A Festive Wailing Wall

The holiest place in Judaism is not only attended by prayers and prayers. Its ancient stones have witnessed the oath of new IDF recruits for decades and echo the euphoric screams that follow.
Vegetables, Little India, Sari Singapore, Singapore
Little India, Singapore

The Sari Singapore of Little India

There are thousands of inhabitants instead of the 1.3 billion of the mother country, but Little India, a neighborhood in tiny Singapore, does not lack soul. No soul, no smell of Bollywood curry and music.
Singapore Asian Capital Food, Basmati Bismi

The Asian Food Capital

There were 4 ethnic groups in Singapore, each with its own culinary tradition. Added to this was the influence of thousands of immigrants and expatriates on an island with half the area of ​​London. It was the nation with the greatest gastronomic diversity in the Orient.
Bolshoi Zayatski Orthodox Church, Solovetsky Islands, Russia.
Bolshoi Zayatsky, Russia

Mysterious Russian Babylons

A set of prehistoric spiral labyrinths made of stones decorate Bolshoi Zayatsky Island, part of the Solovetsky archipelago. Devoid of explanations as to when they were erected or what it meant, the inhabitants of these northern reaches of Europe call them vavilons.
4th of July Fireworks-Seward, Alaska, United States
Seward, Alaska

The Longest 4th of July

The independence of the United States is celebrated, in Seward, Alaska, in a modest way. Even so, the 4th of July and its celebration seem to have no end.
Las Cuevas, Mendoza, across the Andes, Argentina
Mendoza, Argentina

From One Side to the Other of the Andes

Departing from Mendoza city, the N7 route gets lost in vineyards, rises to the foot of Mount Aconcagua and crosses the Andes to Chile. Few cross-border stretches reveal the magnificence of this forced ascent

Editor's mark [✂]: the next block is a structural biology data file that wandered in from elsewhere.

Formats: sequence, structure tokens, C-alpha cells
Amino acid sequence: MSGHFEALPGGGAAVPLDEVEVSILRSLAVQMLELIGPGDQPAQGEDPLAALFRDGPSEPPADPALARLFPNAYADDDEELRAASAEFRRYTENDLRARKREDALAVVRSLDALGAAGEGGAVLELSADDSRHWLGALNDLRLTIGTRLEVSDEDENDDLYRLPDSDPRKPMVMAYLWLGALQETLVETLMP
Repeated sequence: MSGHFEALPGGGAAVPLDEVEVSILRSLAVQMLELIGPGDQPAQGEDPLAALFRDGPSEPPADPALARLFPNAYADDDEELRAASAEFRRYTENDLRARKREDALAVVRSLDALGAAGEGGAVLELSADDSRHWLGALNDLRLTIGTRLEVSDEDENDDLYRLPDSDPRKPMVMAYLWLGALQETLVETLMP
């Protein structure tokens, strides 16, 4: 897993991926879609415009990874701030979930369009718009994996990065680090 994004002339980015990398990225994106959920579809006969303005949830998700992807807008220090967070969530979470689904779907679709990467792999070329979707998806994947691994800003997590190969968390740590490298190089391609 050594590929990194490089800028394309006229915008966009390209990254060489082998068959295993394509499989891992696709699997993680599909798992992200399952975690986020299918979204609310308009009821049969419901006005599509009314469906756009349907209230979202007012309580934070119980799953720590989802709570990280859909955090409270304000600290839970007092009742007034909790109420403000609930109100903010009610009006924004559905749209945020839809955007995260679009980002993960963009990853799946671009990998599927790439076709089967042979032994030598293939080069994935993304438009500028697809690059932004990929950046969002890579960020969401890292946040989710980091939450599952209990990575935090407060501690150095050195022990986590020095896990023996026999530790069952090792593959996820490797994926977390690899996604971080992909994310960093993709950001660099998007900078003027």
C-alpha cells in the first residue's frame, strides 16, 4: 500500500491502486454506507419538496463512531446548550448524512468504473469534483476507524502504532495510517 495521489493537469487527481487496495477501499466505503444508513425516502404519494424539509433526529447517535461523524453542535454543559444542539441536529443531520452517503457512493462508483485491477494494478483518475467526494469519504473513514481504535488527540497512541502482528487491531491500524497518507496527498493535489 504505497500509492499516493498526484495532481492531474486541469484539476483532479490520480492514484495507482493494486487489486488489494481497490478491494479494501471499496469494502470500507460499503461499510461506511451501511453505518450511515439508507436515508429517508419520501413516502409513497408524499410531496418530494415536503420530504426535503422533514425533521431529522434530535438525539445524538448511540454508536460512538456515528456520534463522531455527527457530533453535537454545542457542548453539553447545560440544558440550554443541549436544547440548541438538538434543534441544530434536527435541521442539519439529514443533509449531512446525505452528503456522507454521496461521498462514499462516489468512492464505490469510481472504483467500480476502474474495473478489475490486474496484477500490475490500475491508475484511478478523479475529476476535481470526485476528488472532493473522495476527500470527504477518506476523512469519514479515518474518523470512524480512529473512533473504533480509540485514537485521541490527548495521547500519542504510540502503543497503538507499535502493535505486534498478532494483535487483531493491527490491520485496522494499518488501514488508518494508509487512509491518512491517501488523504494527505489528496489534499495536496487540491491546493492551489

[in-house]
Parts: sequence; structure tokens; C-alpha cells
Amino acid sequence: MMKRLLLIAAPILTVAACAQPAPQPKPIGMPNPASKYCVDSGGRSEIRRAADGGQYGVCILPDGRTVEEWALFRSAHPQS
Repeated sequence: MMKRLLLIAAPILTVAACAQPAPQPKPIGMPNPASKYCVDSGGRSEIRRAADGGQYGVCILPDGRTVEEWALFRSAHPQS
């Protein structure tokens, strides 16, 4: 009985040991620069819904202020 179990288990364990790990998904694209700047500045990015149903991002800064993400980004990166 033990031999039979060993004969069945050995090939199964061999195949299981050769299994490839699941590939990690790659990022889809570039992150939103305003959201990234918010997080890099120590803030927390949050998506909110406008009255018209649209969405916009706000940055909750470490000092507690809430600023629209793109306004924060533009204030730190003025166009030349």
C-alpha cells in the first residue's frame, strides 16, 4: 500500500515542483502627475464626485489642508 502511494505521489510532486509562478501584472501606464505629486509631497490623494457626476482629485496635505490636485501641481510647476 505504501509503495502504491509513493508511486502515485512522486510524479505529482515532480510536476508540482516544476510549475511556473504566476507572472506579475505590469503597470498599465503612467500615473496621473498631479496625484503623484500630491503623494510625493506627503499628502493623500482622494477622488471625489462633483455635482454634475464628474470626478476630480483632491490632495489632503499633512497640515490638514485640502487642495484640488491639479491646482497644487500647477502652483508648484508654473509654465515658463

Goa, India

To Goa, Quickly and in Strength

A sudden longing for Indo-Portuguese tropical heritage makes us travel in various transports but almost non-stop, from Lisbon to the famous Anjuna beach. Only there, at great cost, were we able to rest.
Rainbow in the Grand Canyon, an example of prodigious photographic light
Got2Globe Photo Portfolio
Natural Light (Part 1)

And Light was made on Earth. Know how to use it.

The theme of light in photography is inexhaustible. In this article, we give you some basic notions about your behavior, to start with, just and only in terms of geolocation, the time of day and the time of year.
Earp brothers look-alikes and friend Doc Holliday in Tombstone, USA
tombstone, USA

Tombstone: the City Too Hard to Die

Silver veins discovered at the end of the XNUMXth century made Tombstone a prosperous and conflictive mining center on the frontier of the United States to Mexico. Lawrence Kasdan, Kurt Russell, Kevin Costner and other Hollywood directors and actors made famous the Earp brothers and the bloodthirsty duel of “OK Corral”. The Tombstone, which, over time, has claimed so many lives, is about to last.
Fort Galle, Sri Lanka, Ceylon Legendary Taprobana
Galle, Sri Lanka

Galle Fort: A Portuguese and then Dutch (His) story

Camões immortalized Ceylon as an indelible landmark of the Discoveries, where Galle was one of the first fortresses that the Portuguese controlled and yielded. Five centuries passed and Ceylon gave way to Sri Lanka. Galle resists and continues to seduce explorers from the four corners of the Earth.
ala juumajarvi lake, oulanka national park, finland
Winter White
Kuusamo ao PN Oulanka, Finland

Under the Arctic's Icy Spell

We are at 66º North and at the gates of Lapland. In these parts, the white landscape belongs to everyone and to no one like the snow-covered trees, the atrocious cold and the endless night.
Visitors to Ernest Hemingway's Home, Key West, Florida, United States
Key West, United States

Hemingway's Caribbean Playground

Effusive as ever, Ernest Hemingway called Key West "the best place I've ever been...". In the tropical depths of the contiguous US, he found evasion and crazy, drunken fun. And the inspiration to write with intensity to match.
Cilaos, Reunion Island, Casario Piton des Neiges
Cilaos, Reunion Island

Refuge under the roof of the Indian Ocean